Fight 149 – Sylvie Petchrungruang vs Faa Chiang Rai Sor. Sakunthong

April 23, 2016 – Wat Chaiyo, Ang-Thong – full video above, video with commentary below As we walked toward the ring, set in the flat open field of temple...

April 23, 2016 – Wat Chaiyo, Ang-Thong – full video above, video with commentary below

As we walked toward the ring, set in the flat open field of temple grounds, I held the phone to my ear and listened to it ring for what seemed like a very long time. “Shit,” I said to Kevin, “he’s not answering.” We didn’t know where the team was, as they’d arrived at the venue before we did and we were meeting them. The show was supposed to start fairly soon and I was the second fight on the card, so that meant I had to be ready quite quickly. All of a sudden, right as I was pulling the phone away from my ear to hang up, Pi Nu’s voice comes through the other side. I tell him we’re here, looking at the ring and ask where he is. He tells me to go find Filippo (an Italian former fighter and trainer of some visitors to the gym) and start getting ready, adding that I can find Filippo at the table where the announcers sit.

My heart sinks a little bit. I was pretty sure that Pi Nu was coming to this event, because we have two other boys on the show and he’d implied he was coming. But he also hates to leave home for anything other than errands around Pattaya. He’s only 43 years old but he’s exactly like Master K was, at 73 years old, when I was training with him in New Jersey and he thought that driving 20 minutes was simply too big of an ordeal. It’s okay, the times that Pi Nu has actually been present at one of my fights is only a handful of times, so it wouldn’t really be a problem at all… just a bummer because I love when he is there.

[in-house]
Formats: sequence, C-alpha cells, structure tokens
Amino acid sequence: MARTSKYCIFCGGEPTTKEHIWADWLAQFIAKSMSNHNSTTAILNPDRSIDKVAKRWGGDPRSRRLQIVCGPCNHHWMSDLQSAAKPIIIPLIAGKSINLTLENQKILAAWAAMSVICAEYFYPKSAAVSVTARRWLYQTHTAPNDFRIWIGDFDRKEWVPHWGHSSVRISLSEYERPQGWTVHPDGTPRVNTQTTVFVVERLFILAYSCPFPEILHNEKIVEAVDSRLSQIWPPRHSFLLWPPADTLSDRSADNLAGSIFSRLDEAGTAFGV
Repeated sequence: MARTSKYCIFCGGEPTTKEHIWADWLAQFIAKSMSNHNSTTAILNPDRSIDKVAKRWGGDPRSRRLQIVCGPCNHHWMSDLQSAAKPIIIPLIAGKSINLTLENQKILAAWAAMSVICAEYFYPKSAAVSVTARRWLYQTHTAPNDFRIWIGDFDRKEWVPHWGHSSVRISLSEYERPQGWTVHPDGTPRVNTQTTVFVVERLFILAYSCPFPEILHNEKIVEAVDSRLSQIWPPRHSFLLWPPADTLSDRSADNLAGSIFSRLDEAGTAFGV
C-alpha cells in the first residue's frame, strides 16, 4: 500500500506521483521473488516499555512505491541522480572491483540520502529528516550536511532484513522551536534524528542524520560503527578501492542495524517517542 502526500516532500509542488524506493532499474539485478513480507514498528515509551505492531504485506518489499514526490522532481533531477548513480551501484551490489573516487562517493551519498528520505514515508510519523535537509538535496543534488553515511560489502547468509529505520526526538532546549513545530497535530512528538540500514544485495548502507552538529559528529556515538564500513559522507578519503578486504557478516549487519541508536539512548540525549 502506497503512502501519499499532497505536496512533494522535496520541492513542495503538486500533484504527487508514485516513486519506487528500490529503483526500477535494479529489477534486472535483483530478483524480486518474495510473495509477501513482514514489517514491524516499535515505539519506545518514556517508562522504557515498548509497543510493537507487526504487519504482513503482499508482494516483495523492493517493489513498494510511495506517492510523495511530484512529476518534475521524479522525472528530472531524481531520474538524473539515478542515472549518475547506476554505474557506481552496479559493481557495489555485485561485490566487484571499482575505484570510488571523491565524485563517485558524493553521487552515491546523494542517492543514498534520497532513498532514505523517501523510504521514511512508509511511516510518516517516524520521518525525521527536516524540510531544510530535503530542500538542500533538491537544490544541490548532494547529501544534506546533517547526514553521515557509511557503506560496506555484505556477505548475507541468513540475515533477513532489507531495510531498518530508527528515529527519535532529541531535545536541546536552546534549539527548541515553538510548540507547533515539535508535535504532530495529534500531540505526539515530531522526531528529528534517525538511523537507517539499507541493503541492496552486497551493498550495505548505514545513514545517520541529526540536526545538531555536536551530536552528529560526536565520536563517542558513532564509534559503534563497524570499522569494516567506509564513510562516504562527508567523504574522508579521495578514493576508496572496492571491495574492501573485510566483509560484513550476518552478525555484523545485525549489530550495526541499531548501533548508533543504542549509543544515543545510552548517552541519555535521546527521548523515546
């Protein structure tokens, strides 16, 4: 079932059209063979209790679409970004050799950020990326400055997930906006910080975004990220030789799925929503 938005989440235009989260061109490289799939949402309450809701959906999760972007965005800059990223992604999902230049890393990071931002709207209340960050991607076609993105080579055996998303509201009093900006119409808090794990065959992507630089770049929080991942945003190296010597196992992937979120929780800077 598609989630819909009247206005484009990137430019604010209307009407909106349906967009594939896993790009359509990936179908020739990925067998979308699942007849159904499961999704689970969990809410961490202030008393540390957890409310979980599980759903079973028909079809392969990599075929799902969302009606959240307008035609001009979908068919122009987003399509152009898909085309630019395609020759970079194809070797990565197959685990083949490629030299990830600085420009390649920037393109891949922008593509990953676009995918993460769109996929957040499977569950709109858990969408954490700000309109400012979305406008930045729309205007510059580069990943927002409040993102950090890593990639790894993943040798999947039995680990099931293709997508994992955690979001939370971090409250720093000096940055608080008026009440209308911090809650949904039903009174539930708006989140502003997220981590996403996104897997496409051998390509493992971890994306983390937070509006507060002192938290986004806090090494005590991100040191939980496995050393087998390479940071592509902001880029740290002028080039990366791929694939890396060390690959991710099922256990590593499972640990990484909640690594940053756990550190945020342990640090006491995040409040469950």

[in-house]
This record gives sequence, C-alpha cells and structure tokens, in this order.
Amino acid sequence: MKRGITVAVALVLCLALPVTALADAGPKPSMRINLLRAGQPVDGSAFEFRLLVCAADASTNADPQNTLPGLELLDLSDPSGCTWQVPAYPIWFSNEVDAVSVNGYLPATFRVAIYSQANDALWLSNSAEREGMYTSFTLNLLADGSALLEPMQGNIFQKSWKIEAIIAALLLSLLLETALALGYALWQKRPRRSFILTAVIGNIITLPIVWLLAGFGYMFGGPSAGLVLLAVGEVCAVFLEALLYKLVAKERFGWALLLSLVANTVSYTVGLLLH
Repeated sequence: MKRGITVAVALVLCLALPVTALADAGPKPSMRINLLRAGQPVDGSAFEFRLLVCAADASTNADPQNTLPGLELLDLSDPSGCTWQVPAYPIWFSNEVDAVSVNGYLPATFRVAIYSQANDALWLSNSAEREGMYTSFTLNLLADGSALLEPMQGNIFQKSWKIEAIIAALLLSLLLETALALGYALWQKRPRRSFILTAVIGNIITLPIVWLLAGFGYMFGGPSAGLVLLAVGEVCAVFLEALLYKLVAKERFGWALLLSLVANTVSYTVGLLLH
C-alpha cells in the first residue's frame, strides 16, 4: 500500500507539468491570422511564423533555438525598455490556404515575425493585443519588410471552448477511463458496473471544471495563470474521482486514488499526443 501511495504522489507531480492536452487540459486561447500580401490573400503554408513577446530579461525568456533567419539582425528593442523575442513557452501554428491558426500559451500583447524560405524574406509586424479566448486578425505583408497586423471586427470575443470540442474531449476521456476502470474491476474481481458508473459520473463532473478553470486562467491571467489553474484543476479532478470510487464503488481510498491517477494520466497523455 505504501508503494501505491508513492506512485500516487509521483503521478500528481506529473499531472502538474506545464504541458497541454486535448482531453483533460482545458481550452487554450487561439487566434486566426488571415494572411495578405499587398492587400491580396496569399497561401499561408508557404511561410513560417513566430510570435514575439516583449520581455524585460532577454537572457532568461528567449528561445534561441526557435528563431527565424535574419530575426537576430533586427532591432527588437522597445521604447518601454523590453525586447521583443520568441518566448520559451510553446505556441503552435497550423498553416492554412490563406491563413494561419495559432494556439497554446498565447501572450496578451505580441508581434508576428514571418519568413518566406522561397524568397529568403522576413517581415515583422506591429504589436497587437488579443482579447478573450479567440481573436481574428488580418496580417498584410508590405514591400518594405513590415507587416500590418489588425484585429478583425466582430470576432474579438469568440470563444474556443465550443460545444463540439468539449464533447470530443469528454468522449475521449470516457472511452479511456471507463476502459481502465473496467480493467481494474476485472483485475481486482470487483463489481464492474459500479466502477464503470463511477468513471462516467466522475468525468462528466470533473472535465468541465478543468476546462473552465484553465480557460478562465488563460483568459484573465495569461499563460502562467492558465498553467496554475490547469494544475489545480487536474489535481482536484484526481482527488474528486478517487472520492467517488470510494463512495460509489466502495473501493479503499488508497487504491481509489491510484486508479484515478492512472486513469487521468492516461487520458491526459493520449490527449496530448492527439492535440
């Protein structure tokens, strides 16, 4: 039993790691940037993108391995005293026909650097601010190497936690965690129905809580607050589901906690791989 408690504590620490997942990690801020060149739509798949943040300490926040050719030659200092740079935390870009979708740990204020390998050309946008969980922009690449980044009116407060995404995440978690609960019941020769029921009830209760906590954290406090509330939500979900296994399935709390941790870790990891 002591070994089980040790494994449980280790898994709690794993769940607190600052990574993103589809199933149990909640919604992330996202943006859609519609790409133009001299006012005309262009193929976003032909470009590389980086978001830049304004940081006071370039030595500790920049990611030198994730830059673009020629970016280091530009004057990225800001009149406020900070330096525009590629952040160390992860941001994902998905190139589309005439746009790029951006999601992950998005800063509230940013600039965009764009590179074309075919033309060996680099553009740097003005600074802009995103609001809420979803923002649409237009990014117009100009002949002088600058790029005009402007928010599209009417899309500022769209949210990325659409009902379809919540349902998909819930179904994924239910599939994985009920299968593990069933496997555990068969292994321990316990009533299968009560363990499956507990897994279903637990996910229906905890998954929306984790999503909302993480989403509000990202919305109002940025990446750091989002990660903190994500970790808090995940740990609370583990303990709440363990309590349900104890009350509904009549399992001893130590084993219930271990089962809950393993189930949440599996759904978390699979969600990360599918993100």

We spotted Filippo and the group of boys who had come along to help with cornering. Dtee already has his hands wrapped and is glossy with Thai oil. He’s the first fight and he looks ready to step into the ring. I guess we had less time than I thought. Filippo asks me if I have the stuff to wrap my hands and I tell him I do, then add that I can wrap them myself and he gives me a nod of approval while I sit down to get to it. As I’m finishing up my first hand Pi Nu approaches from slightly behind me. We’re on the edge of the field, bordered by some scraggly young trees and a building that is probably classrooms. I’m shocked to see him and kind of fumble with holding the second wrap in my hand as I wai to him; he’s grinning and walking with his son Bank and his uncle, Alim. Apparently they had gone over to the big temple just behind the festival stalls at the other end of the field. Pi Nu is a very observant Buddhist and, indeed, revisited the temple after Dtee and I fought, prior to Alex closing out the show. But I was stoked that he was there. I guess he didn’t answer his phone straight away when I called earlier because he was in the temple.